It all began with Yannick Alléno’s Terroir Parisien menu devoted to locally sourced produce and meat at the dining room of Paris Hotel, Le Meurice. A native of Ile de France, son to parents who ran bistros in France, it’s no surprise that Yannick wanted revive classical Parisian cooking. He wanted to do something different, to stand out, and wanted to showcase French produce, primarily within a 50 kilometre radius of the city. The 3-starred Michelin chef wrote Terroir Parisien and the Latin Quarter bistro soon followed.
It’s here you can sample some of Alléno’s work without the price tag of his three starred food at Le Meurice but don’t expect copycat cuisine. This restaurant isn’t here to replicate dishes but to produce food that were once the mainstay of Parisian cuisine.
When you arrive at the entrance to the Art-Deco building, a huge velvet curtain sweeps across the door and when it’s drawn back, reveals a modern, airy restaurant with a bar counter at its heart. It’s Saturday night and the atmosphere is crackling, people keep arriving in the hope they can snag a table but it’s pre-booked only tonight. The only seats free are around the square bar and that fills up very quickly. The space is open plan with a semi-glazed kitchen is at the rear.
One of Yannick’s speciality dishes is a chien chaud (well it’s a veau chaud) – hot veal – his take on the hot dog. A slender 9″ sausage is made from all the edible parts of a cooked calf head, or tête de veau. He leaves the brains, eyes and fat out but adds egg white and threads of veal to the mixture to keep its shape. From there it’s wrapped in a casing and boiled in a vegetable stock. The casing peeled away and the sausage placed into – you’ve guessed it – a French baguette. You then squirt Gribiche sauce on it – a vinaigrette with capers, cornichons, hard boiled egg, herbs and mustard – which arrives in a diner-style sauce bottle. Unfortunately we missed it on the menu, but Jamie Cameron, the Restaurant manager, is happy to explain what we should have ordered. Diners come here for this haute cuisine ‘dog’ – it’s even served in a hot dog box – and there were plenty of people sitting up at the bar eating this designer dog but I’m not surprised at a bargain 9 Euros.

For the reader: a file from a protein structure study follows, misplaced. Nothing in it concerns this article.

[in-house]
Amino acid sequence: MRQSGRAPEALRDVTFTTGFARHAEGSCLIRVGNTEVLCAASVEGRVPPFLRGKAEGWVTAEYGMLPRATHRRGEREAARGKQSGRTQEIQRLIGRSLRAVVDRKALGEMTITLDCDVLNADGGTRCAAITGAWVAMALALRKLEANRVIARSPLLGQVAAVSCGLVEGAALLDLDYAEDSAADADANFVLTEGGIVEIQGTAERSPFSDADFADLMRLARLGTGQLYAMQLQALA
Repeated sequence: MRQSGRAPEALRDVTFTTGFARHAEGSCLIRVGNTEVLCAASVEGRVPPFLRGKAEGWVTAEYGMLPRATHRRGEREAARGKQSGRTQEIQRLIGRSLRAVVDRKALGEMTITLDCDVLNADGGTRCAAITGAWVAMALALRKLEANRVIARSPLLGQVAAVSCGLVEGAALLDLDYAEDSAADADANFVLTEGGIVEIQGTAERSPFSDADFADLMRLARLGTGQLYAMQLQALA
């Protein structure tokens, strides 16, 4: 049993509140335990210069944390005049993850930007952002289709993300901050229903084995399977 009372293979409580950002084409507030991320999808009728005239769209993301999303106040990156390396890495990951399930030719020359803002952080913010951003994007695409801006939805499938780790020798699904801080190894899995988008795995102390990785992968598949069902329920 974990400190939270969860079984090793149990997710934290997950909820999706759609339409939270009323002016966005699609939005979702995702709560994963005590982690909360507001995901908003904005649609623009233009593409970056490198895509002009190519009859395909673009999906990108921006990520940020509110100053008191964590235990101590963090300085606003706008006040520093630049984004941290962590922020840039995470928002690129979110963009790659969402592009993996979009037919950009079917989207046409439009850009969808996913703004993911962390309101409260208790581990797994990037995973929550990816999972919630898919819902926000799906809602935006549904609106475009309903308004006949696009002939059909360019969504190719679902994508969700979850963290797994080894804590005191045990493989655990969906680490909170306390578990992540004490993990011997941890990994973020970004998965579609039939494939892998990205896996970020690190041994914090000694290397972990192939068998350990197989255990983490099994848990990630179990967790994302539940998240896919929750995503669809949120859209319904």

We’ve missed Alléno cooking by a day, but I’m delighted to hear that Eric Castandet is Chef de cuisine, although, I almost blind him on the pass because I forget to turn off my camera flash. He waves and smiles and I mime a really sorry face. He laughs. Eric was, until recently, second to Alleno at Le Meurice, Paris so we are in fabulous hands. I apologise in advance for the pictures, they aren’t a true representation of the food we’re served, but you get an idea.